I am currently a mental health nurse lecturer at the University of the West of Scotland, Paisley. My professional interests include the mental and physical well-being of older adults, professional issues and evidence-based practice. Having had over 30 years’ experience as a mental health nurse, latterly supporting younger people with dementia, I achieved an MSc in Dementia Studies from Stirling University and decided to move into an academic role and undertake further study at doctoral level regarding one of the most challenging clinical issues I had encountered whilst supporting younger people with dementia. I am a Clinical Doctorate student in the Faulty of Health Sciences and Sport at the University of Stirling. My study aims to investigate the experiences of living with a diagnosis of frontotemporal dementia (FTD) from the perspective of the person and to identify factors which help and hinder the person living well with FTD, in order to inform clinical practice. The data consists of 13 semi-structured interviews of 7 people with a diagnosis of FTD. Participants were recruited via third sector services across central Scotland. An interpretative phenomenological analysis (IPA) approach was adopted and themes have emerged. They are diagnosis, assessment and support; experience of support throughout the journey; the changing self; challenges of living with FTD; strategies for living; someone there. Currently, I am writing the draft thesis and hope to be able to submit by the end of 2020. In the future, I am hoping to continue to build upon my current research and strengthen networks with others in order to collaborate in future research projects.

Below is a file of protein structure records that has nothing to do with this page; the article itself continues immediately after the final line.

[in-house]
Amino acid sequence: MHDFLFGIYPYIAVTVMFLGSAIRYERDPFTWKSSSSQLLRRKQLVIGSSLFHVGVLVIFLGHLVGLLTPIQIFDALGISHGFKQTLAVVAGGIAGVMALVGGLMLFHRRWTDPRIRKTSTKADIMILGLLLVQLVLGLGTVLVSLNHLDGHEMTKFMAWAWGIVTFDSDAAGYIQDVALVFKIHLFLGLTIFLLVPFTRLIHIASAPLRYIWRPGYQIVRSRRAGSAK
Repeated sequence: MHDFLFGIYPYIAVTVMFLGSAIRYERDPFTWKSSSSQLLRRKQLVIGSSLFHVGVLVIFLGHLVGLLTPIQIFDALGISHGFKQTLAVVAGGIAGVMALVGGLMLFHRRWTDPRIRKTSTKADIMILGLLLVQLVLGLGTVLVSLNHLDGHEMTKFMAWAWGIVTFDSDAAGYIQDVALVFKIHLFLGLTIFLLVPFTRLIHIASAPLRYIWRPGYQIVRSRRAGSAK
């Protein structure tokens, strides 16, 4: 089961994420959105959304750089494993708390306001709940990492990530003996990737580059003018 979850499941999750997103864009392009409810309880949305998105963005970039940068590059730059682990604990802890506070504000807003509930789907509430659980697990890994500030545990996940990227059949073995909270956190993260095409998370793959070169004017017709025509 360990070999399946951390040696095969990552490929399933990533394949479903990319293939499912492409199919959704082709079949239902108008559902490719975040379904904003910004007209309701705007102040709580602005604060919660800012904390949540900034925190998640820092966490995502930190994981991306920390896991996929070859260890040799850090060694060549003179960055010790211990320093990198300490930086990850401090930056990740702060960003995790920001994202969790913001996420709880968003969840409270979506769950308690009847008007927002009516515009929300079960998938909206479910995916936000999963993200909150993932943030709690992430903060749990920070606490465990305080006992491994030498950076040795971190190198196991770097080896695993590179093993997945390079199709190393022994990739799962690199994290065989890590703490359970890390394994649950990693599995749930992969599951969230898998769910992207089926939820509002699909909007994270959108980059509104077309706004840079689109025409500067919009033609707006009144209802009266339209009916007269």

Highlights: